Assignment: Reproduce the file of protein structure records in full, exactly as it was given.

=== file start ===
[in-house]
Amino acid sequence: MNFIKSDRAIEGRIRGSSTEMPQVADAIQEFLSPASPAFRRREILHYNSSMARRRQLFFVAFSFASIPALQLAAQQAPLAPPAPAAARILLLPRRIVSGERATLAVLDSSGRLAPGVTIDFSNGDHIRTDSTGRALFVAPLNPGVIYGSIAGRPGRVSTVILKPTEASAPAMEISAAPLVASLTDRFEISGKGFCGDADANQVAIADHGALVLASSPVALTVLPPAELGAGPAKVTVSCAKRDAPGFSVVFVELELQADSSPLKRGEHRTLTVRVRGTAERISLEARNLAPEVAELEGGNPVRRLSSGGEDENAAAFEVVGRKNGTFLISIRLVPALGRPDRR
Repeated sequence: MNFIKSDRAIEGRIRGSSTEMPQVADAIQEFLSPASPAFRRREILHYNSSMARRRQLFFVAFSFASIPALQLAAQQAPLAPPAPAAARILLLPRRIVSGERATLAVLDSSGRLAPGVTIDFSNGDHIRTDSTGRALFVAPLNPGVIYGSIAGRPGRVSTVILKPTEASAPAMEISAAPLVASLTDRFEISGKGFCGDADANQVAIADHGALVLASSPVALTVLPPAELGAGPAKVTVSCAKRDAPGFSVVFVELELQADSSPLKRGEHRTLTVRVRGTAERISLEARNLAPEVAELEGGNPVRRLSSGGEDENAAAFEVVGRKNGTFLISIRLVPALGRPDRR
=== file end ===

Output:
[in-house]
Amino acid sequence: MNFIKSDRAIEGRIRGSSTEMPQVADAIQEFLSPASPAFRRREILHYNSSMARRRQLFFVAFSFASIPALQLAAQQAPLAPPAPAAARILLLPRRIVSGERATLAVLDSSGRLAPGVTIDFSNGDHIRTDSTGRALFVAPLNPGVIYGSIAGRPGRVSTVILKPTEASAPAMEISAAPLVASLTDRFEISGKGFCGDADANQVAIADHGALVLASSPVALTVLPPAELGAGPAKVTVSCAKRDAPGFSVVFVELELQADSSPLKRGEHRTLTVRVRGTAERISLEARNLAPEVAELEGGNPVRRLSSGGEDENAAAFEVVGRKNGTFLISIRLVPALGRPDRR
Repeated sequence: MNFIKSDRAIEGRIRGSSTEMPQVADAIQEFLSPASPAFRRREILHYNSSMARRRQLFFVAFSFASIPALQLAAQQAPLAPPAPAAARILLLPRRIVSGERATLAVLDSSGRLAPGVTIDFSNGDHIRTDSTGRALFVAPLNPGVIYGSIAGRPGRVSTVILKPTEASAPAMEISAAPLVASLTDRFEISGKGFCGDADANQVAIADHGALVLASSPVALTVLPPAELGAGPAKVTVSCAKRDAPGFSVVFVELELQADSSPLKRGEHRTLTVRVRGTAERISLEARNLAPEVAELEGGNPVRRLSSGGEDENAAAFEVVGRKNGTFLISIRLVPALGRPDRR